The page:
VENANGO, PA. Proactive council puts townsfolk in a fighting mood
Library renovations and street plowing issues have taken a back seat to council fighting.
VENANGO, Pa. (AP) -- Anyone who thinks all small towns are peaceful hasn't visited here lately.
Residents who attended the last Venango Borough council meeting got into a shoving match. A councilman says he's been chased by a resident with a two-by-four. And a petition called for the ouster of the council president, who was accused of stealing from a bingo fund-raiser.
In a borough with a population of 288, snow plowing and library renovations have taken a back seat to council drama.
It's hard to say when the older residents started fighting with newer residents in this blue-collar borough about 25 miles south of Erie. For years, lifelong members of the community dominated council -- and liked it that way.
"For years we had ordinances but it wasn't enforced, maybe because someone was ill and couldn't fix the sidewalk so they'd let them by. Things just kept going down hill," said Mayor Jim Walsh, a 46-year-old tool and die worker who returned to his hometown in 1984. "Now we have a more proactive council."
Newer residents like council President John Therasse, 60, and his 34-year-old stepson, Councilman Paul Holder, supported rewriting an anti-junk ordinance. They wanted to clean up the borough, which has no gas station, no police, just a corner grocery store and a couple of bars.
They say there's no reason homes with manicured lawns should abut partially collapsed buildings.
Yet, for all their efforts, the men have come under attack -- literally.
Holder said he was inspecting a house when a resident chased him with a two-by-four, and his house has been shot at with a pellet gun. Holder himself was cited by state police for getting into a shoving match with two residents after one bad-mouthed Holder's mother.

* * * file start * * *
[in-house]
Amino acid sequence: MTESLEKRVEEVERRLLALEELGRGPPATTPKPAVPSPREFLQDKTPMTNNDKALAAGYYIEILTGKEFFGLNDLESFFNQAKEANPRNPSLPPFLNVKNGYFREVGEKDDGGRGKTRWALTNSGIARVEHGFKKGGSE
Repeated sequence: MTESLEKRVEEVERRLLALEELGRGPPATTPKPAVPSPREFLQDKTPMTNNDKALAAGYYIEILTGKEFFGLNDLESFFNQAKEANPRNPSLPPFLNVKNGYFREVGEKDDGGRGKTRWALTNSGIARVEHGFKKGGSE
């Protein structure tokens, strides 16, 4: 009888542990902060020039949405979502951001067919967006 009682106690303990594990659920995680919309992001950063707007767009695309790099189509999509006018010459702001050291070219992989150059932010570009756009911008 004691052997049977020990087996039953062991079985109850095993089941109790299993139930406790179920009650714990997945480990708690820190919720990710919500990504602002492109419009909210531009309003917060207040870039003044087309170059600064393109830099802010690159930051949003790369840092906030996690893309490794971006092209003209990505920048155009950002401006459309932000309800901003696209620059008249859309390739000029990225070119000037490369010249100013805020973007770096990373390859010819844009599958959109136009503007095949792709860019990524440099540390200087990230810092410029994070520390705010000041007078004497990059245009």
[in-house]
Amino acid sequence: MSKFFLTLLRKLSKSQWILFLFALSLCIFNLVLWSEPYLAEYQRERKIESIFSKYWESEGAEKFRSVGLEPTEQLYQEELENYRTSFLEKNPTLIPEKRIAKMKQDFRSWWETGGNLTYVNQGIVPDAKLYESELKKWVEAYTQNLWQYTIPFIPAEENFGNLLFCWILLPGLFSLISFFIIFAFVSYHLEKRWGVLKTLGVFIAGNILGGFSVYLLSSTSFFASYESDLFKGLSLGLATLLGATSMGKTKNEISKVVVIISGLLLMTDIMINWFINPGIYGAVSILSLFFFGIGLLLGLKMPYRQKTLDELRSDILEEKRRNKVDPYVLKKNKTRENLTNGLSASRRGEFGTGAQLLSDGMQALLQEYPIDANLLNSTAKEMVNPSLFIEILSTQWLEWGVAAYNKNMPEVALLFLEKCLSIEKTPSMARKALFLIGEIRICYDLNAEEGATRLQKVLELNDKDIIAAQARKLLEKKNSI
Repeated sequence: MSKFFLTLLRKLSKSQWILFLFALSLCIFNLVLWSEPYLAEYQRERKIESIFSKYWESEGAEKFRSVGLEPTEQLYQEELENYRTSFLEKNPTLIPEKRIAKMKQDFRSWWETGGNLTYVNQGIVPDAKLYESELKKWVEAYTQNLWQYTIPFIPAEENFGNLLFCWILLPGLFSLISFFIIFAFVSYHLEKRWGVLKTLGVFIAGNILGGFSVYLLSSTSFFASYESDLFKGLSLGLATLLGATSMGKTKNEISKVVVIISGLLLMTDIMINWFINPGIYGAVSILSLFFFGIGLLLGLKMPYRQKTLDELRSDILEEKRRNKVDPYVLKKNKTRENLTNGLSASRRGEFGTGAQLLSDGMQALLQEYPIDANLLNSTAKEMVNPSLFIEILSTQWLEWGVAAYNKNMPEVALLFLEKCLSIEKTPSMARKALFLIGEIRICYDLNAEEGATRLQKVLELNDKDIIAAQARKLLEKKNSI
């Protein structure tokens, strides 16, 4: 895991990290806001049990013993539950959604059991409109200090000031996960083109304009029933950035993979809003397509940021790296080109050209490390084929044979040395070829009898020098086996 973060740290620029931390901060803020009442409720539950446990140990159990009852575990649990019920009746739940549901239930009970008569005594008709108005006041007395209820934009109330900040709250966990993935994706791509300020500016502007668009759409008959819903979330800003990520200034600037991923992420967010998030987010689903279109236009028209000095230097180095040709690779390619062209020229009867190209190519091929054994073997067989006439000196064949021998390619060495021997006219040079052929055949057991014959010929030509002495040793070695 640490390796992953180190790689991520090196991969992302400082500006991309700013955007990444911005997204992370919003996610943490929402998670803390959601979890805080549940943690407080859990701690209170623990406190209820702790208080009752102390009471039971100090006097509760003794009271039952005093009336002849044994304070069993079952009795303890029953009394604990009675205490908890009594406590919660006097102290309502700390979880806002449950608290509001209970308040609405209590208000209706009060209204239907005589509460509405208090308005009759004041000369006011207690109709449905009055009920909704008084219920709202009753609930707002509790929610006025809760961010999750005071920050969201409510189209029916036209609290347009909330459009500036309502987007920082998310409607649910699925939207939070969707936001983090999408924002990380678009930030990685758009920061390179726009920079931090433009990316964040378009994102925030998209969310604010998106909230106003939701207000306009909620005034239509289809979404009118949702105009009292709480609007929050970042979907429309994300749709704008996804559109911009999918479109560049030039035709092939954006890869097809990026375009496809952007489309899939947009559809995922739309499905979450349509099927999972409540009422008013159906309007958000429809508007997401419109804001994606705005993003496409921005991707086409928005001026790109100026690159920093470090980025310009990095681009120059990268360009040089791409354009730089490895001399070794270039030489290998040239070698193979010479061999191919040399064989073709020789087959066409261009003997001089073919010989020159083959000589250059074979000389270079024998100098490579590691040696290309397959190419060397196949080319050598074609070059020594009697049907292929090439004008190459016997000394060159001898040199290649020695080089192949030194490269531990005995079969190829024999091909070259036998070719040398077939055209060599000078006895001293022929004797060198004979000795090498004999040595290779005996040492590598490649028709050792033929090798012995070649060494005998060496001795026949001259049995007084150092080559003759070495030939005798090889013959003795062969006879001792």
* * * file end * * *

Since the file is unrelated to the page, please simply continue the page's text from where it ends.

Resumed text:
Longtime council members accused Therasse and Holder of being frivolous with the borough's estimated $86,000 annual budget. Most recently, a petition was circulated calling for Therasse's ouster.
In May, Therasse and a 71-year-old man were accused of stealing $47,000 from the Edinboro Volunteer Fire Department's bingo fund-raiser over four years. Theft charges were dropped after Therasse and the other man each paid $21,500 in restitution.
Mark Richmond, an Erie County assistant district attorney, said various factors caused him to decide against prosecuting the men, including the suspects' ages, the willingness of fire department volunteers to testify and other hassles of trial.
Therasse has maintained his innocence. He says he couldn't afford attorney fees and no one in the borough had a problem with him staying on council until the borough started reviewing the anti-junk ordinance that affected Councilman John Woodward, who owns an auto repair shop in the borough.
Woodward, 51, and resident Cecil Miller, who declined to give his age, say they've been singled out for fines for menial items like failing to shovel the sidewalks.
Borough solicitor John Swick said council can't take action on the petition because Therasse was never convicted of a crime. Woodward said he plans to file the petition in court.